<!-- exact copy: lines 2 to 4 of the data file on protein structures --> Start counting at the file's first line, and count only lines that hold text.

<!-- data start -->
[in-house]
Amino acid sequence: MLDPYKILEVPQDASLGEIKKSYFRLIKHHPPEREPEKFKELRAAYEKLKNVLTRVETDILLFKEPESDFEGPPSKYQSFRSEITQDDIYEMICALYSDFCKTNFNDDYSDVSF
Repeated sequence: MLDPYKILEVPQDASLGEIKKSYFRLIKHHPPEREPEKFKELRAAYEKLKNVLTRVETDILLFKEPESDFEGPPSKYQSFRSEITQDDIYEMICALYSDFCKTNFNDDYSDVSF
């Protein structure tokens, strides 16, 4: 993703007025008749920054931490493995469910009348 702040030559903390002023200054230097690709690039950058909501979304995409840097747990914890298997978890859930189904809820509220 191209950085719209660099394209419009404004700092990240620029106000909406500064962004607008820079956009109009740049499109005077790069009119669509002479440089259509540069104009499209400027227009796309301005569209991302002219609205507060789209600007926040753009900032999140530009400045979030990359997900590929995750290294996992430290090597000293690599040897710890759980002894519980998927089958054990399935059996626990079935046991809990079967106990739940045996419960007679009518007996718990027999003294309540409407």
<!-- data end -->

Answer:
Amino acid sequence: MLDPYKILEVPQDASLGEIKKSYFRLIKHHPPEREPEKFKELRAAYEKLKNVLTRVETDILLFKEPESDFEGPPSKYQSFRSEITQDDIYEMICALYSDFCKTNFNDDYSDVSF
Repeated sequence: MLDPYKILEVPQDASLGEIKKSYFRLIKHHPPEREPEKFKELRAAYEKLKNVLTRVETDILLFKEPESDFEGPPSKYQSFRSEITQDDIYEMICALYSDFCKTNFNDDYSDVSF
């Protein structure tokens, strides 16, 4: 993703007025008749920054931490493995469910009348 702040030559903390002023200054230097690709690039950058909501979304995409840097747990914890298997978890859930189904809820509220 191209950085719209660099394209419009404004700092990240620029106000909406500064962004607008820079956009109009740049499109005077790069009119669509002479440089259509540069104009499209400027227009796309301005569209991302002219609205507060789209600007926040753009900032999140530009400045979030990359997900590929995750290294996992430290090597000293690599040897710890759980002894519980998927089958054990399935059996626990079935046991809990079967106990739940045996419960007679009518007996718990027999003294309540409407």